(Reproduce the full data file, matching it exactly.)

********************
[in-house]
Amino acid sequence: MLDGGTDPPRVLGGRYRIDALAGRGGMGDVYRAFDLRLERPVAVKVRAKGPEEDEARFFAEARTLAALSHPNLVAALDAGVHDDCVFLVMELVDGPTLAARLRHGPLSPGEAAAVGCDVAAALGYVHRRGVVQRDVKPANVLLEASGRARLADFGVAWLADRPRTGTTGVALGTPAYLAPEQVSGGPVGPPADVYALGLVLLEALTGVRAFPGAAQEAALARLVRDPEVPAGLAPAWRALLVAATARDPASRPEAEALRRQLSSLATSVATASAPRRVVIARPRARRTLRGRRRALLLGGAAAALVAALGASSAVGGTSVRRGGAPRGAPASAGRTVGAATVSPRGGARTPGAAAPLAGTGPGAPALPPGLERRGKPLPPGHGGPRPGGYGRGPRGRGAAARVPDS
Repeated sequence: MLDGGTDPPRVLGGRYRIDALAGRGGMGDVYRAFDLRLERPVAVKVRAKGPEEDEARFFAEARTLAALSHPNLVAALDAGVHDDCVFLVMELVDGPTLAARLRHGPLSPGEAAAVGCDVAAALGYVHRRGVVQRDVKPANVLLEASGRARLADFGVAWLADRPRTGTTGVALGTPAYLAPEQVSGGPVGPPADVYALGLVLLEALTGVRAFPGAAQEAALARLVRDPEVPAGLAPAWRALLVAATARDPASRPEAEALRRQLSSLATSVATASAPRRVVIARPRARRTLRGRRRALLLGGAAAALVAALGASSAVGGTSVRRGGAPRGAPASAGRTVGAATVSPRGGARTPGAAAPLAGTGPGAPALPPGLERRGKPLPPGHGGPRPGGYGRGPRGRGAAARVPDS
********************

[in-house]
Amino acid sequence: MLDGGTDPPRVLGGRYRIDALAGRGGMGDVYRAFDLRLERPVAVKVRAKGPEEDEARFFAEARTLAALSHPNLVAALDAGVHDDCVFLVMELVDGPTLAARLRHGPLSPGEAAAVGCDVAAALGYVHRRGVVQRDVKPANVLLEASGRARLADFGVAWLADRPRTGTTGVALGTPAYLAPEQVSGGPVGPPADVYALGLVLLEALTGVRAFPGAAQEAALARLVRDPEVPAGLAPAWRALLVAATARDPASRPEAEALRRQLSSLATSVATASAPRRVVIARPRARRTLRGRRRALLLGGAAAALVAALGASSAVGGTSVRRGGAPRGAPASAGRTVGAATVSPRGGARTPGAAAPLAGTGPGAPALPPGLERRGKPLPPGHGGPRPGGYGRGPRGRGAAARVPDS
Repeated sequence: MLDGGTDPPRVLGGRYRIDALAGRGGMGDVYRAFDLRLERPVAVKVRAKGPEEDEARFFAEARTLAALSHPNLVAALDAGVHDDCVFLVMELVDGPTLAARLRHGPLSPGEAAAVGCDVAAALGYVHRRGVVQRDVKPANVLLEASGRARLADFGVAWLADRPRTGTTGVALGTPAYLAPEQVSGGPVGPPADVYALGLVLLEALTGVRAFPGAAQEAALARLVRDPEVPAGLAPAWRALLVAATARDPASRPEAEALRRQLSSLATSVATASAPRRVVIARPRARRTLRGRRRALLLGGAAAALVAALGASSAVGGTSVRRGGAPRGAPASAGRTVGAATVSPRGGARTPGAAAPLAGTGPGAPALPPGLERRGKPLPPGHGGPRPGGYGRGPRGRGAAARVPDS